There are different types of crystals based on their chemical bonding. As explained by LibreText Libraries, the four types of crystals are:
- Ionic crystals. This crystal structure is made up of alternating negatively-charged anions and positively-charged cations. With ions that can either have one atom or multiple atoms, this type of crystal is hard, easily breaks off, and has high melting points. It only conducts energy when submerged in molten or aqueous solution. Table salt is an example of an ionic crystal.
- Metallic crystals. This type of crystal thrives in mobile valence electrons making them a potent conductor of electricity. This type of crystal has varying melting points ranging from as low a 371°C (Sodium) to as high as 3410°C (Tungsten). Gold nuggets are examples of metallic crystals.
- Covalent crystals. Hard and brittle with high melting and boiling points, they are more atoms than ions. Diamonds and quartz are examples of covalent crystals.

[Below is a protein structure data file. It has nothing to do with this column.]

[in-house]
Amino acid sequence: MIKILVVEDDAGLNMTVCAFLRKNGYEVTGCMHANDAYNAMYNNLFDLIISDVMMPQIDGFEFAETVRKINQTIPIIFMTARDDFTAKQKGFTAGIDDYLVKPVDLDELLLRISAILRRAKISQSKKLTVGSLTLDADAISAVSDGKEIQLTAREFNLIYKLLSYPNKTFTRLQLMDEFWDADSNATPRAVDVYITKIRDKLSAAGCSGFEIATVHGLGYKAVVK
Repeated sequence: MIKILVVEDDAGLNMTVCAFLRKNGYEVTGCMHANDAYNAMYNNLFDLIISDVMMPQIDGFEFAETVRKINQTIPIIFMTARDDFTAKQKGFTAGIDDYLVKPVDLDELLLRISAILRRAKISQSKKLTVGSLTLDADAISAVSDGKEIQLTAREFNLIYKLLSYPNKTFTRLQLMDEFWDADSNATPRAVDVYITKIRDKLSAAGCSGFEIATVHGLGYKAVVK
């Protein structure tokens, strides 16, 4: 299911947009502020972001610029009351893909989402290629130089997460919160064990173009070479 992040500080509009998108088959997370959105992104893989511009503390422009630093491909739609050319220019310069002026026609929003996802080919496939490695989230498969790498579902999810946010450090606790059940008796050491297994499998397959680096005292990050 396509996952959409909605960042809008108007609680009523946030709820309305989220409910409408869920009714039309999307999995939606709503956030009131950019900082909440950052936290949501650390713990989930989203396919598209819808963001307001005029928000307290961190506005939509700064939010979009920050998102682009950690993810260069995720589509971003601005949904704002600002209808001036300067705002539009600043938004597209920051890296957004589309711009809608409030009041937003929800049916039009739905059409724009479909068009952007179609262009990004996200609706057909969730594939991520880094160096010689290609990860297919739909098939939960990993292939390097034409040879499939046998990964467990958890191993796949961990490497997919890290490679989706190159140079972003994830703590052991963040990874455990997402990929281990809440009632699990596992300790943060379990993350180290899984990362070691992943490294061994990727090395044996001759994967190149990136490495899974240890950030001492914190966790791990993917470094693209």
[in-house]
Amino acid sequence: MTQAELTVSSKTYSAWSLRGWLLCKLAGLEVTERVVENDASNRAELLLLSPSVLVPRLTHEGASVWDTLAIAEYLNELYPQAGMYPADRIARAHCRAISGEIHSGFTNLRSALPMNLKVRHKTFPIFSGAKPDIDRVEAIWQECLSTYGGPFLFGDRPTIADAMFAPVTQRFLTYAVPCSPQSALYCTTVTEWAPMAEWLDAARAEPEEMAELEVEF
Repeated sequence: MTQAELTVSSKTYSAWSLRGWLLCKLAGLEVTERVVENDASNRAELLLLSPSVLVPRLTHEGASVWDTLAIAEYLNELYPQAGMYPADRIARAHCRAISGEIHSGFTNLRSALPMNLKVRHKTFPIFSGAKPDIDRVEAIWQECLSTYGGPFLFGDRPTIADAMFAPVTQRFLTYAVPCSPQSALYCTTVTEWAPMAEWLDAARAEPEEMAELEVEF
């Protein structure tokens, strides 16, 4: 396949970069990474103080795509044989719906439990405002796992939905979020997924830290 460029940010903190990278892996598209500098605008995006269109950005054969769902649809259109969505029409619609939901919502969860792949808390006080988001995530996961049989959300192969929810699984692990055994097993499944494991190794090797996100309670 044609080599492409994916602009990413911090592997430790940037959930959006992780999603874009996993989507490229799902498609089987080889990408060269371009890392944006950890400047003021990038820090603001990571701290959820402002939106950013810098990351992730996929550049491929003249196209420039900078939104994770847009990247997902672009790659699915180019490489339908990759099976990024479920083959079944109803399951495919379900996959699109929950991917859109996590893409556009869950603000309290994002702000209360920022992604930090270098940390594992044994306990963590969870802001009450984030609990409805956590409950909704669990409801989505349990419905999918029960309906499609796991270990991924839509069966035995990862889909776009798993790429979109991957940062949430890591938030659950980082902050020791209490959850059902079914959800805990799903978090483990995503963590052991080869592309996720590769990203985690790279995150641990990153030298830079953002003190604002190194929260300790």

- Molecular crystals. As the name suggests, molecular crystals are made up of molecules found at the lattice points of the crystal. Again, lattice points are where the different crystal lattices intersect. This type of crystal is held together by intermolecular forces such as hydrogen bonds. Ice crystals and dry ice are common examples of molecular crystals.
What is Crystal Energy?
Many people are fascinated by complementary and alternative medicines (CAM). This includes popular practices including yoga and meditation as well as pursuing the healing energy of crystals. More and more CAM believers have fully embraced the concept of crystals that provide healing energy. They believe that each type of crystal has a different effect on a person’s body, mind, and soul. Crystals create a better flow of energy that help expel negativity from the body and the mind. The belief resembles that of acupuncture, in which the body's energy flows (chi or qi) are guided by inserting needles into specific points.
Specific crystals are chosen to help quell specific ailments. Well-respected physical and mental health online source, Healthline, wrote in-depth about 12 healing crystals that are currently the most popularly used among CAM supporters:
- Rose quartz. This pink stone is associated with trust, harmony, and comfort and peace of mind during times of grief, suffering, and sorrow. This crystal also encourages trust, respect, and self-worth.